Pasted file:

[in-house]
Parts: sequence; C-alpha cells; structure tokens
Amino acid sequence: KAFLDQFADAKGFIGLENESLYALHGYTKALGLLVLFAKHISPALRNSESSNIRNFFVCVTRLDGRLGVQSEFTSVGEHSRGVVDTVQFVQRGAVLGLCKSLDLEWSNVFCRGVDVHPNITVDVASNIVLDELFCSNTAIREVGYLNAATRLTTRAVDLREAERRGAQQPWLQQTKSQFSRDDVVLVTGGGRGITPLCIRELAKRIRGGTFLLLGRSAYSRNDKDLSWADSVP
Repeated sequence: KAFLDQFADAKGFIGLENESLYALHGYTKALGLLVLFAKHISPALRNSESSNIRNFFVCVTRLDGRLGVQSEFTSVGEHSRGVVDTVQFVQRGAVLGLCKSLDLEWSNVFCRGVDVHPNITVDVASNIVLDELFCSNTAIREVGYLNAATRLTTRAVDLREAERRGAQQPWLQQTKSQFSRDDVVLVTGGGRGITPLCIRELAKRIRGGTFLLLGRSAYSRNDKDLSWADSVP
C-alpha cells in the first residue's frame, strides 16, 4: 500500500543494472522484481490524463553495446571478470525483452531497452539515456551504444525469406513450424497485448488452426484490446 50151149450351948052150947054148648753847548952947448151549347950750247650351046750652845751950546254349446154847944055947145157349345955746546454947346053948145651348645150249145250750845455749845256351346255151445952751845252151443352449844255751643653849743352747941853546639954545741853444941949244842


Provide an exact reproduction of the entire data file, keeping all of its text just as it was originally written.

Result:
[in-house]
Parts: sequence; C-alpha cells; structure tokens
Amino acid sequence: KAFLDQFADAKGFIGLENESLYALHGYTKALGLLVLFAKHISPALRNSESSNIRNFFVCVTRLDGRLGVQSEFTSVGEHSRGVVDTVQFVQRGAVLGLCKSLDLEWSNVFCRGVDVHPNITVDVASNIVLDELFCSNTAIREVGYLNAATRLTTRAVDLREAERRGAQQPWLQQTKSQFSRDDVVLVTGGGRGITPLCIRELAKRIRGGTFLLLGRSAYSRNDKDLSWADSVP
Repeated sequence: KAFLDQFADAKGFIGLENESLYALHGYTKALGLLVLFAKHISPALRNSESSNIRNFFVCVTRLDGRLGVQSEFTSVGEHSRGVVDTVQFVQRGAVLGLCKSLDLEWSNVFCRGVDVHPNITVDVASNIVLDELFCSNTAIREVGYLNAATRLTTRAVDLREAERRGAQQPWLQQTKSQFSRDDVVLVTGGGRGITPLCIRELAKRIRGGTFLLLGRSAYSRNDKDLSWADSVP
C-alpha cells in the first residue's frame, strides 16, 4: 500500500543494472522484481490524463553495446571478470525483452531497452539515456551504444525469406513450424497485448488452426484490446 50151149450351948052150947054148648753847548952947448151549347950750247650351046750652845751950546254349446154847944055947145157349345955746546454947346053948145651348645150249145250750845455749845256351346255151445952751845252151443352449844255751643653849743352747941853546639954545741853444941949244842